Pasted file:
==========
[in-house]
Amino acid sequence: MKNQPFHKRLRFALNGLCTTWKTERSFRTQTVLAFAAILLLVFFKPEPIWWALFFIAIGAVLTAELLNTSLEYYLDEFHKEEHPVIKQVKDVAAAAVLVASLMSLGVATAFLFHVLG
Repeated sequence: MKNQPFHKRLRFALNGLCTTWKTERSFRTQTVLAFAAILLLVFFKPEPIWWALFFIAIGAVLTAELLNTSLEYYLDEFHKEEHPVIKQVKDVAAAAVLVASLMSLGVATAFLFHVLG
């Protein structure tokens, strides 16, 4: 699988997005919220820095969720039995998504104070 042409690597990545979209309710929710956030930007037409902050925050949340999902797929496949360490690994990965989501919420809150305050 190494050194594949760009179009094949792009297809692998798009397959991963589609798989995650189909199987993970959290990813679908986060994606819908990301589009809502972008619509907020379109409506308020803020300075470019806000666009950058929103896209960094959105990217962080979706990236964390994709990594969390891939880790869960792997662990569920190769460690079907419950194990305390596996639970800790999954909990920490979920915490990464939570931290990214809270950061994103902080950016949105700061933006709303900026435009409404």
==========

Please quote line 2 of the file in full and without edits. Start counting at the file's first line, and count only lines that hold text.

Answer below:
Amino acid sequence: MKNQPFHKRLRFALNGLCTTWKTERSFRTQTVLAFAAILLLVFFKPEPIWWALFFIAIGAVLTAELLNTSLEYYLDEFHKEEHPVIKQVKDVAAAAVLVASLMSLGVATAFLFHVLG